If there’s one thing the ancient mathematician Pythagoras of Samos is most famous for, it’s a formula to work out the longest side of a right-angled triangle.
The pointy-bearded Greek might get the kudos, but the theorem has popped up independently throughout history, and across the globe. A new book adds another to the list – it was used in ancient Britain to build the famous monument Stonehenge.
The authors behind Megalith: Studies in Stone have used the geometry of the massive blocks making up the henge to suggest their creators knew a thing or two about the relationship between a hypotenuse and its opposing sides.
Most of us learn this as the Pythagorean theorem, which is spelled out as a^2 + b^2 = c^2, where a and b meet at a right angle and c makes up the triangle’s long side.
This pattern is incredibly useful when you want to accurately determine distances between points in a right angled triangle or in quadrilaterals, whether it’s for constructing monuments, mapping constellations, or dividing up land.
The reason we slap Pythagoras’s name on it is more an accident of history than anything.
The mathematician lived around the sixth century BCE, and later writers spoke of his mathematical proof of the theorem. Unfortunately, like a lot of writing from that period, first-hand accounts have been lost to time.
But there is a tradition we can trace from your grade 8 mathematics teacher through European, Islamic, Persian, and finally Greek schools and textbooks that attribute the formula and its proof to Pythagoras.
As for all of those other mathematicians who stumbled on this relationship, they either didn’t impress anybody enough with a proof, or at that point there was nobody around singing their praises.
Hints can still be found, though, and according to reports, this new book argues such examples exist in the 4,500 year old arrangements of Stonehenge.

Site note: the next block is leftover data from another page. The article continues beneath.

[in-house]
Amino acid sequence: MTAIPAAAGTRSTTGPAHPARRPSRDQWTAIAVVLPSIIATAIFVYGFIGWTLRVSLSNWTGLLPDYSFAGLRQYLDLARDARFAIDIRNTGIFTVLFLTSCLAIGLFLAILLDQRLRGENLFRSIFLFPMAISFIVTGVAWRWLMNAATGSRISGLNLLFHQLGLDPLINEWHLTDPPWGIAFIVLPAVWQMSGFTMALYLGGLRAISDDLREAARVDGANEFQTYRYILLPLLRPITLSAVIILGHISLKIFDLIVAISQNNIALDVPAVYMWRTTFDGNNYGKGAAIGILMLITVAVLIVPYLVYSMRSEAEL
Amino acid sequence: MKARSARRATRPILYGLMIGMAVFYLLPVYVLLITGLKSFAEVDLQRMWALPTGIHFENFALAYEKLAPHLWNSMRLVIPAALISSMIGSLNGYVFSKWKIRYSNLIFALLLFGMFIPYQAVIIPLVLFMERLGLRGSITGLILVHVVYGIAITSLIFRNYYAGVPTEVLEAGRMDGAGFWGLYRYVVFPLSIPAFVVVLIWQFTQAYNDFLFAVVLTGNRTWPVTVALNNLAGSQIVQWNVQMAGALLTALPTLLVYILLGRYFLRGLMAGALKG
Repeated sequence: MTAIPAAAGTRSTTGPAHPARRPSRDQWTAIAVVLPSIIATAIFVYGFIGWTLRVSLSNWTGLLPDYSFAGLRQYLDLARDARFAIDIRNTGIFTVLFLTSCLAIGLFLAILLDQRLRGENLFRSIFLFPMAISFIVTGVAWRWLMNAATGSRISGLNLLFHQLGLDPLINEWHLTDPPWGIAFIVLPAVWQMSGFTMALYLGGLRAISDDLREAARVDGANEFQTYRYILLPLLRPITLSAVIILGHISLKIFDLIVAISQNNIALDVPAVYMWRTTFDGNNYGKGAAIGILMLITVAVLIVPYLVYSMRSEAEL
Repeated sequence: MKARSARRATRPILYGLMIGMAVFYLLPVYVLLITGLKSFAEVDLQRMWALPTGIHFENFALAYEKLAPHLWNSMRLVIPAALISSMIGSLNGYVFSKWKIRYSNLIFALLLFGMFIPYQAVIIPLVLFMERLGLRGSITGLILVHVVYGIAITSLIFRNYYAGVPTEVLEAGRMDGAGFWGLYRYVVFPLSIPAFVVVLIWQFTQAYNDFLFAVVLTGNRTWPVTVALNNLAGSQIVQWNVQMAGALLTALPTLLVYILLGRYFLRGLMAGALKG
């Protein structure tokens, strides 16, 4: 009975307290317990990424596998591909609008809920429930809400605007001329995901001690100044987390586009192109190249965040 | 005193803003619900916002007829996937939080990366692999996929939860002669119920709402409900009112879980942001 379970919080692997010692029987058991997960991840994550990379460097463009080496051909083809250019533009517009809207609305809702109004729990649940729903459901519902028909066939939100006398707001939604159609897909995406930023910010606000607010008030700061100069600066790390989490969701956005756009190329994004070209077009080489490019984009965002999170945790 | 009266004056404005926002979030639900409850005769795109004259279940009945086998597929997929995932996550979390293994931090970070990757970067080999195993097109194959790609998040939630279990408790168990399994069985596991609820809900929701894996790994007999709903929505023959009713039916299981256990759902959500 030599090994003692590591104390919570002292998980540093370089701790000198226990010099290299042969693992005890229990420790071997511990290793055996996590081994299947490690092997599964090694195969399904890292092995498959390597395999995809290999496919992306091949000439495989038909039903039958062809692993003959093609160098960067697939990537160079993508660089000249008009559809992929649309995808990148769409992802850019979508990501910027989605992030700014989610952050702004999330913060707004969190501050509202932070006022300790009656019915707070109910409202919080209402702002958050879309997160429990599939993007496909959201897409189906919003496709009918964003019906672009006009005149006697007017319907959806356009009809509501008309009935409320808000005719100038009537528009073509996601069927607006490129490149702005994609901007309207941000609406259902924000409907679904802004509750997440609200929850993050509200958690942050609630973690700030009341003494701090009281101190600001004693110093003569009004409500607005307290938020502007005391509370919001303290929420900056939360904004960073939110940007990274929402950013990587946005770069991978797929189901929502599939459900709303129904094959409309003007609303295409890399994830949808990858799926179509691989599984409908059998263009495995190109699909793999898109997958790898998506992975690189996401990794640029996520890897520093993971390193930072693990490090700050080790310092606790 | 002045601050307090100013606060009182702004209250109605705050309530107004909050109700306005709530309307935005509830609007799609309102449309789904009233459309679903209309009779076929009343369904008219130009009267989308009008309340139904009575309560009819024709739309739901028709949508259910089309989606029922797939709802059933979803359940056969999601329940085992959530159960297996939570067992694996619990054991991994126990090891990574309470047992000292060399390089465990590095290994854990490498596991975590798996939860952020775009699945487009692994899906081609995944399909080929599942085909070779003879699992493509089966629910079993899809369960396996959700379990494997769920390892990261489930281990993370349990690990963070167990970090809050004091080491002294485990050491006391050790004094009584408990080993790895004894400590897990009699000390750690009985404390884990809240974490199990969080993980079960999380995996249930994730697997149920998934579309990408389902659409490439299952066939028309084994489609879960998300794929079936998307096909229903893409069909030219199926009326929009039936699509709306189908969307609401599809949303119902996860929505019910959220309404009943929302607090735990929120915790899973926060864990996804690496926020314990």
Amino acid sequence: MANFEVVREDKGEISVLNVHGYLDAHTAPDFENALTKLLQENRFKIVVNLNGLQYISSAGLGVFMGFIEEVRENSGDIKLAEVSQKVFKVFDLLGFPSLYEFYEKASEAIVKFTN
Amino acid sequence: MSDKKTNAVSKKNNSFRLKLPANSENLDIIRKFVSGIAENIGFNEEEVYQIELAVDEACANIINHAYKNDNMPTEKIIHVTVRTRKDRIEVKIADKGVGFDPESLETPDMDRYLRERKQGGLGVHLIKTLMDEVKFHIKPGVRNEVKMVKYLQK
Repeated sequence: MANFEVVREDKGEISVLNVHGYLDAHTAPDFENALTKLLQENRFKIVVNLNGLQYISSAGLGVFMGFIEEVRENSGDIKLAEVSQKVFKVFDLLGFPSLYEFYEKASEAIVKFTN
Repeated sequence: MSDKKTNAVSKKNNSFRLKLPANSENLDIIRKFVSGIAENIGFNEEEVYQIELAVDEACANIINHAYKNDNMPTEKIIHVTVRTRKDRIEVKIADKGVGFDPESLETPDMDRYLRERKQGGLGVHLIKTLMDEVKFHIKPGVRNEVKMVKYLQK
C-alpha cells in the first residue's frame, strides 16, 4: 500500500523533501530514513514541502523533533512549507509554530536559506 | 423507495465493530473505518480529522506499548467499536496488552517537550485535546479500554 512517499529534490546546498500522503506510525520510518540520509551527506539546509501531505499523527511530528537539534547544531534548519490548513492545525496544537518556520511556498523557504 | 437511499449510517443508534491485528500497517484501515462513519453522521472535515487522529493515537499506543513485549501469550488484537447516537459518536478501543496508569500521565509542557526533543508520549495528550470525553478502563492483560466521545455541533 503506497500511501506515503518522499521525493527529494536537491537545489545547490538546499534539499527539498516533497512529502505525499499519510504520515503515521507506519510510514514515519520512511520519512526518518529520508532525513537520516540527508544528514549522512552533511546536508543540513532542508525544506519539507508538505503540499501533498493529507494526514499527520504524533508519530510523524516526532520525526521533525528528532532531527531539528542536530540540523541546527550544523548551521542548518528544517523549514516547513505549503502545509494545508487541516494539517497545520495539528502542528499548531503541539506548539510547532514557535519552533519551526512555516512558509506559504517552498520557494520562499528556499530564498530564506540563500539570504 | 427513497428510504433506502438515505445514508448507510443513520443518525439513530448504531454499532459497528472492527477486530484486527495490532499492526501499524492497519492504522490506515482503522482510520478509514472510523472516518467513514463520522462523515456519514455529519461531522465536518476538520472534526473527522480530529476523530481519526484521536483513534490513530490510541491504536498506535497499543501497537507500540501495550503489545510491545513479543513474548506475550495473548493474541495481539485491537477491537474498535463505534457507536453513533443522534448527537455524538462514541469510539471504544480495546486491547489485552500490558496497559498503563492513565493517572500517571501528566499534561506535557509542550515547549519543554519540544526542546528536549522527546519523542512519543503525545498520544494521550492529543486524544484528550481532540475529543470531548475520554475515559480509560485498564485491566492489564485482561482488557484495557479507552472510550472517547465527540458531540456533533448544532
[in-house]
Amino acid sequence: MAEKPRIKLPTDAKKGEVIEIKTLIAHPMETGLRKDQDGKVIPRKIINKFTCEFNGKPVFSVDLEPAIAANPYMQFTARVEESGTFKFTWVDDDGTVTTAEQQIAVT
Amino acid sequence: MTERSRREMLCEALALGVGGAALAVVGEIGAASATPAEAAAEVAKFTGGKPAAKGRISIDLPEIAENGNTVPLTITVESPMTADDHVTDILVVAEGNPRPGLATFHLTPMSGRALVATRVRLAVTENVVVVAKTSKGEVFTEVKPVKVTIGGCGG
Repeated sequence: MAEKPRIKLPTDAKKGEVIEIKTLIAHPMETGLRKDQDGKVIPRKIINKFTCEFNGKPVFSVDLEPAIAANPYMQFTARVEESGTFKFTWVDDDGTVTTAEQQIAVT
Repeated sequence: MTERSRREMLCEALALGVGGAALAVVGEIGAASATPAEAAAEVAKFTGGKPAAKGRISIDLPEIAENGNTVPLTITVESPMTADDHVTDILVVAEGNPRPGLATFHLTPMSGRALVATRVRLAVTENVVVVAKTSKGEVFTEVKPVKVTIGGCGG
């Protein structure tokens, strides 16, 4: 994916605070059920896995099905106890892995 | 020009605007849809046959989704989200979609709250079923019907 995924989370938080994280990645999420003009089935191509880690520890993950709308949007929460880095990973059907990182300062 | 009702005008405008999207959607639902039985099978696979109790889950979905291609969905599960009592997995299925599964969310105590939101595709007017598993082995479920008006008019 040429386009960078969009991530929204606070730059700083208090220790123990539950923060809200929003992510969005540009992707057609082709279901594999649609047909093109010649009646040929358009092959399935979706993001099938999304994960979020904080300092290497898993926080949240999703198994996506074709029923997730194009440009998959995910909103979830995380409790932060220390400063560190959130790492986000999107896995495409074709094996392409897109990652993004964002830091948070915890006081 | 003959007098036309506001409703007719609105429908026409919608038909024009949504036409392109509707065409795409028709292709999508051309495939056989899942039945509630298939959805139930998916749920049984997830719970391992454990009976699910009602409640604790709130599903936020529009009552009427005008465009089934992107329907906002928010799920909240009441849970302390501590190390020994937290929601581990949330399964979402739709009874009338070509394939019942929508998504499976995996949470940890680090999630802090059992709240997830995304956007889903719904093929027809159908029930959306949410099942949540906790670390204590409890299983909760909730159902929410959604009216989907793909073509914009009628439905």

“We see triangles and double squares used which are simple versions of Pythagorean geometry,” editor John Matineau told The Telegraph.
“And then we have this synthesis on different sites of solar and lunar numbers.”
The authors claim the sides of the triangles form ratios that echo the famous formula, suggesting that even if they didn’t have proofs, the builders knew it was a useful way to make a right-angled triangle.
Not only did they appear to build blocks using it, the site of Stonehenge itself is argued to form a Pythagorean triangle with the quarries where its giant stones originated.
Like Rome, Stonehenge wasn’t built in a day. Its construction from mounds of dirt and ditches to a crown of tree trunks to a circle of stone took centuries, with that iconic ring of pillars going up roughly 2,500 BCE.
The materials themselves were imported from two sources, one of which was an island. This was clearly no Sunday afternoon affair; those who built it knew what they were doing, and took great care in the process.
The succession of developments were probably contributed to by different cultures, some less friendly than others.
The neolithic farmers responsible for putting up the stones didn’t leave behind great records of mathematical discovery, but that’s not to say they didn’t have plenty of tricks up their sleeve.
Mind you, all of this should be read with a great deal of chin scratching. For one thing, it’s a book, not a research paper that’s passed peer review, so there’s the caveat that we’d need to dig deeper to have a better informed opinion.
Numerical relationships hidden in structures and locations are a favourite topic for historians, and while they can indeed provide clear signs of knowledge and cultural development, they can also be figments of our own imagination.
With all of that in consideration, finding that such a useful mathematical formula was applied to a structure of such cultural significance can tell us more about how diverse cultures developed mathematical tools for construction, travel, or even fun.
Pythagoras might get all the glory, but it’s important to remember he didn’t have the market cornered on triangles.